WELLINGTON, New Zealand, November 14, 2019 (LifeSiteNews) – New Zealand’s parliament passed a highly contentious Bill legalising euthanasia and assisted suicide on Wednesday night. The public will now be asked in a referendum if the Act should come into force.
The End of Life Choice Bill passed 69 votes to 51 at its third and final reading in the House. The Bill needed 61 votes to pass.
Typically, after the third reading the Queen’s representative, the Governor-General would sign the Bill into law. This is called Royal Assent.
However, an amendment to the Bill was made recently when the NZ First Party announced they would only support the legislation at the third reading if a referendum was added. Their votes were necessary for the Bill to pass.
Therefore, New Zealand’s public now has the power to decide if euthanasia and assisted suicide will be legalised.
A referendum will take place at the 2020 General Election where voters will be asked if they support the End of Life Choice Act 2017 coming into force.
Provisions of the End of Life Choice Bill
Under the End of Life Choice Bill, euthanasia and assisted suicide are an option for people over the age of 18, who suffer from a terminal illness which is likely to end their life within six months.
It is expected that the person is in an advanced state of irreversible decline in physical capability and that they “experience unbearable suffering that cannot be relieved in a manner that the person considers tolerable.”
People with mental illness, a disability or advanced age are not excluded from being approved, although these reasons standing alone are insufficient.
A minimum period of 48 hours is required to pass between the medical or nurse practitioner writing a prescription and the administering of the lethal dose of drugs.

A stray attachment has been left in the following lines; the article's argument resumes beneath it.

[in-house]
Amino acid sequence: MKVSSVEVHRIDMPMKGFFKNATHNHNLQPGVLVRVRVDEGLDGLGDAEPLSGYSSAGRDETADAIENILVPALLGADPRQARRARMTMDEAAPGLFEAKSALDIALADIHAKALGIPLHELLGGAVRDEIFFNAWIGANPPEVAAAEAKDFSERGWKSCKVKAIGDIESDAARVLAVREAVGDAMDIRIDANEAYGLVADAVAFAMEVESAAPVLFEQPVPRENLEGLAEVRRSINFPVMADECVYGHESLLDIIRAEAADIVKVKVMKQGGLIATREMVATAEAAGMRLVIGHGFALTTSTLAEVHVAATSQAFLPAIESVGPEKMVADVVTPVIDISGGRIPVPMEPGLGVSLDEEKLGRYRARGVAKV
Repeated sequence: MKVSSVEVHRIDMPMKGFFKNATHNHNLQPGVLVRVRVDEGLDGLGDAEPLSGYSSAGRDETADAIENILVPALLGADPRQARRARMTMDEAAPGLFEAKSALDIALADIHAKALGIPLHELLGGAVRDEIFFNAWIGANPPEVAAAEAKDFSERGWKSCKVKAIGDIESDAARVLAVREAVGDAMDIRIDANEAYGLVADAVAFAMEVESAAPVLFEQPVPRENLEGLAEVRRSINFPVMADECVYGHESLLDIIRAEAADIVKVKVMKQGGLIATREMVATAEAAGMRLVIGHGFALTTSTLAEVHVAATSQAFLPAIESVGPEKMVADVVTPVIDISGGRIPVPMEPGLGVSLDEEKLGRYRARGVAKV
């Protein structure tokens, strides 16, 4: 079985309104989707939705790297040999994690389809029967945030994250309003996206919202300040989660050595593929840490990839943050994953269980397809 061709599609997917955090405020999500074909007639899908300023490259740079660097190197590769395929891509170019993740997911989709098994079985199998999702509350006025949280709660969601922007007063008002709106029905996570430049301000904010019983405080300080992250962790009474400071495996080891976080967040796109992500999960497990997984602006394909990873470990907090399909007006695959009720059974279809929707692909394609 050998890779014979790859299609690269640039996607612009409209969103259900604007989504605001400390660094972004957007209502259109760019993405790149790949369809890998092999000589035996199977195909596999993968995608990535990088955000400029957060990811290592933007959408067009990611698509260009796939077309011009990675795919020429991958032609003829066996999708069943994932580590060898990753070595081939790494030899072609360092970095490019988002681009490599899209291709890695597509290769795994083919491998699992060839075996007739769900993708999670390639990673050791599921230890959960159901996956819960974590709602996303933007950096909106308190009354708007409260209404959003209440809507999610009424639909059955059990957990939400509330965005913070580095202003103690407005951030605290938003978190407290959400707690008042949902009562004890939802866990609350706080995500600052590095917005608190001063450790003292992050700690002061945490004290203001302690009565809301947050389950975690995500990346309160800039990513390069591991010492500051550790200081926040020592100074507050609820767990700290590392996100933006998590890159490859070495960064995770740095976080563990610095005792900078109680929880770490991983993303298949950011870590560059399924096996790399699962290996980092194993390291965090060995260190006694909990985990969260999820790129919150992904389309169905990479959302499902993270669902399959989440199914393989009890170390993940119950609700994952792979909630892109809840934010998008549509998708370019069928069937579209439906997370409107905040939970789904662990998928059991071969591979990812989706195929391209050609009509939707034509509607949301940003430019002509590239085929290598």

This fact caused MP Chris Penk to remark in his speech to Parliament that “it would be possible for a person to receive a diagnosis of terminal illness on a Wednesday, gain the necessary approvals under the Bill that same day and be dead before the weekend.”
Public doesn’t understand what is being proposed
A recent poll found that the general public doesn’t understand what the End of Life Choice Bill is proposing.
- 74% believed that the Bill legalises the choice of people to switch off life support machines.
- 70% thought refusal to be resuscitated would be legalised.
- 62% said that the Bill would allow for people to receive enough medication to be free of pain.
- 75% thought that euthanasia or assisted suicide would only be offered as a last resort after all other treatments to control pain had been tried.
These sobering statistics are a cause of concern when a public referendum will enforce the law.
Penk pointed out that for many “the only words of the Bill they will ever read before such a referendum will be the title of the Bill containing the euphemism that it does.”
Earlier in the day, four hundred people gathered at Parliament to send a message to politicians that they stood united against the Bill.
The group included doctors, lawyers, people with disabilities, religious leaders and people of different ethnic backgrounds.
The gathering was a visual reminder to politicians that opposition to the End of Life Choice Bill as well as to earlier attempts to legalise euthanasia and assisted suicide have been strong.
Public submissions on this issue have been unprecedented in New Zealand politics with more than 39,000 people feeling passionately enough about the issue to have their say.
More than 90% of those submissions were opposed to the End of Life Choice Bill.
An open letter opposing the End of Life Choice Bill has been signed by 1,500 doctors.
Politician Nick Smith urged his colleagues to “listen to those professionals who work every day with our dying, who have submitted so strongly and plea with us not to support this Bill.” He warned that “this parliament makes a poor judgement when it ignores the people on the coalface.”
Maggie Barry, the politician who has led the charge against the End of Life Choice Bill, was the last to speak before Wednesday night’s vote.
Lamenting the lack of robust debate in the House she noted that “this Bill’s fundamental purpose is designed to allow swift and easy access to euthanasia.”
“The burden of proof has always been with the pro-euthanasia advocates and the sponsor of this Bill. They have never been able to prove that there will not be unintended consequences.”
Barry concluded her powerful speech by reminding the House of the reality of the legislation, which is clouded by euphemisms. “It’s not assisted dying” she said. “It is euthanasia and it is assisted suicide… let’s not sanitise it. Let’s not pretend it is something different because it is not.”